For teachers reeling from the ballooning union scandal in Washington, D.C., the outlook is bleak. In the last six weeks they have learned how their union, the Washington Teachers’ Union (WTU), has been ripping them off for the past seven years. Meanwhile, the system of compulsory unionism still forces them to fork over their hard-earned dues money to a union whose top brass has betrayed teachers’ trust.
Although the ultimate fix for union corruption is to strip union officials of their government-backed power to seize mandatory union dues, current law allows teachers to fight back in a small way.
By now, the allegations are familiar: Since at least 1996, President Barbara Bullock and her two cronies, Gwendolyn Hemphill and Treasurer James Baxter, used the WTU treasury as their personal piggy bank. They went on personal shopping sprees for items like a $20,000 mink coat, plasma televisions, nearly half a million dollars in designer clothing, and more than $10,000 in shoes. All told, more than $5 million may have been embezzled. The union’s top three officials, each closely aligned with Washington Mayor Anthony Williams and prominent players in local Democrat politics, were forced to resign from union office. Even Hemphill’s husband was forced out of his employment with the city.
As the federal investigation continues, it’s likely that even more scandalous activity will be uncovered. But the biggest scandal is that 5,500 hardworking District teachers are the individuals who will ultimately foot the bill.
A spokesman for the WTU’s parent union, the American Federation of Teachers (AFT), told the Washington Post that AFT officials would “work to recoup the money and return it to the teachers.” But during a January court hearing on a lawsuit filed against the WTU and AFT unions by Anacostia Senior High School teacher National Saunders, union lawyer James Cole’s explanation of how AFT bosses planned to “repay” teachers dumbfounded U.S. District Judge Emmet Sullivan.
As Judge Sullivan pointed out, AFT bosses were, by their own admission, planning only to provide an aggregate “loan” of $250,000 to the 1,700 teachers who had asked for their money returned. However, the WTU will have to repay the loan, plus interest, and the funds for repayment will come straight out of the teachers’ forced union dues!
“That’s not a repayment, is it?” Judge Sullivan asked.
“I know it sounds odd that the teachers have to pay, but the teachers’ union was the victim,” replied Mr. Cole while managing to keep a straight face.
Despite this sad state of affairs, there is something Washington teachers can do to send a message while temporarily preventing the WTU cheating them out of their hard-earned money.
Those teachers who resign their formal memberships in the WTU can demand that the union provide an independent audit of union expenditures, and they can reclaim the portion of their dues that the union does not spend on collective bargaining. If the union does not provide the audit, then the employees cannot be lawfully forced to pay any dues to the union.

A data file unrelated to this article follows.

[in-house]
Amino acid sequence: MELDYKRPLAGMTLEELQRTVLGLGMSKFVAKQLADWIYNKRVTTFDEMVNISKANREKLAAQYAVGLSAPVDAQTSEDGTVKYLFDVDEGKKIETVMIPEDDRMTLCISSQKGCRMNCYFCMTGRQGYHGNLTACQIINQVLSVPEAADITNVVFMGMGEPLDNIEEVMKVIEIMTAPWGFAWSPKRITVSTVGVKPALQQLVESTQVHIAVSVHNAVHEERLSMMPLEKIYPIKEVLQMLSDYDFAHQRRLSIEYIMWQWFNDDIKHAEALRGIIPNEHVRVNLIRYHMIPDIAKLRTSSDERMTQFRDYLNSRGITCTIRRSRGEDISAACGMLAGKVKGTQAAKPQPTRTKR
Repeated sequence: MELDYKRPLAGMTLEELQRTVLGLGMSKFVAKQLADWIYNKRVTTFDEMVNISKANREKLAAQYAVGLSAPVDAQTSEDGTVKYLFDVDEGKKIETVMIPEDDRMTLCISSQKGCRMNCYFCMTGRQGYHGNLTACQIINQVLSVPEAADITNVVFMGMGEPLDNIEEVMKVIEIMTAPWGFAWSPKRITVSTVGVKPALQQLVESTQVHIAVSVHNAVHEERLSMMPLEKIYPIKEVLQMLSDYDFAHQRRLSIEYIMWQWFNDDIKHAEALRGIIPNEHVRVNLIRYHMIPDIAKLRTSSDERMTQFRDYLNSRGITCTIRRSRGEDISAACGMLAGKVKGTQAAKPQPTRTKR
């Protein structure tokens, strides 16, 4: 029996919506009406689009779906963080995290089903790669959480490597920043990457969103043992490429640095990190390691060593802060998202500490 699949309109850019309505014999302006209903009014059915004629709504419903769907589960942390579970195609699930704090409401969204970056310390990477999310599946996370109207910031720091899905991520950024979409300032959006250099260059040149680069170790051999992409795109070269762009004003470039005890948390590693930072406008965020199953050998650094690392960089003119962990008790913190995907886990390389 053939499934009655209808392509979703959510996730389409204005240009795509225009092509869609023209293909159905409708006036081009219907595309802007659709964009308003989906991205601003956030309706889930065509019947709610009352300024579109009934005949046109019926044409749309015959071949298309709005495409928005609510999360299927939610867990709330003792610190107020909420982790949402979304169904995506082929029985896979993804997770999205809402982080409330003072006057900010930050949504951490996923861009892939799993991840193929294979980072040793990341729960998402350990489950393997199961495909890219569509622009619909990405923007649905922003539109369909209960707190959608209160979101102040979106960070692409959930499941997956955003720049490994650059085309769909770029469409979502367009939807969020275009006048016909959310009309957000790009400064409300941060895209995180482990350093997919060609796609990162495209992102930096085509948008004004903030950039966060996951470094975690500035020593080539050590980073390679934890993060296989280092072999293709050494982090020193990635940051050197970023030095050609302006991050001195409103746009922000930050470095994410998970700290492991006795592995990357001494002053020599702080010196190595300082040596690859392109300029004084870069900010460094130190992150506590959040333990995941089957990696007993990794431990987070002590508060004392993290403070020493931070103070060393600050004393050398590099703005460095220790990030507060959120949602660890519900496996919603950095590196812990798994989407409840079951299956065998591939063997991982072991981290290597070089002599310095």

Employees have this right pursuant to the First Amendment as interpreted by the U.S. Supreme Court decision in Teachers Local No. 1 v. Hudson (1986). In that case, argued and won by National Right to Work Legal Defense Foundation attorneys, the Court ruled that unions must provide objecting employees an advance reduction of forced union dues used for activities not related to collective bargaining. Under Hudson, the Court said union officials must provide audited disclosure of their books and justify expenditures made from forced union dues seized from employees who have chosen to refrain from union membership.
The problem for WTU officials? It appears the union’s books are unauditable, and auditors cannot even begin to determine the amount teachers can be charged for activities relating directly to collective bargaining. This means that those teachers who exercise their rights under Hudson can stop subsidizing a corrupt union until it gets its house in order, whenever that may be.
Of course, this is only a band-aid on a much larger problem. While filing for a Hudson notice may temporarily free employees from paying mandatory union dues, the long-term solution is to end compulsory unionism altogether. Until teachers are freed from the draconian obligation of financially supporting a private club that moonlights as a political organization, they will continue to be virtually powerless to hold union bosses accountable.
— Stefan Gleason is vice president of the National Right to Work Legal Defense Foundation, a nonprofit, charitable organization providing free legal aid to employees whose human or civil rights have been violated by compulsory unionism abuses.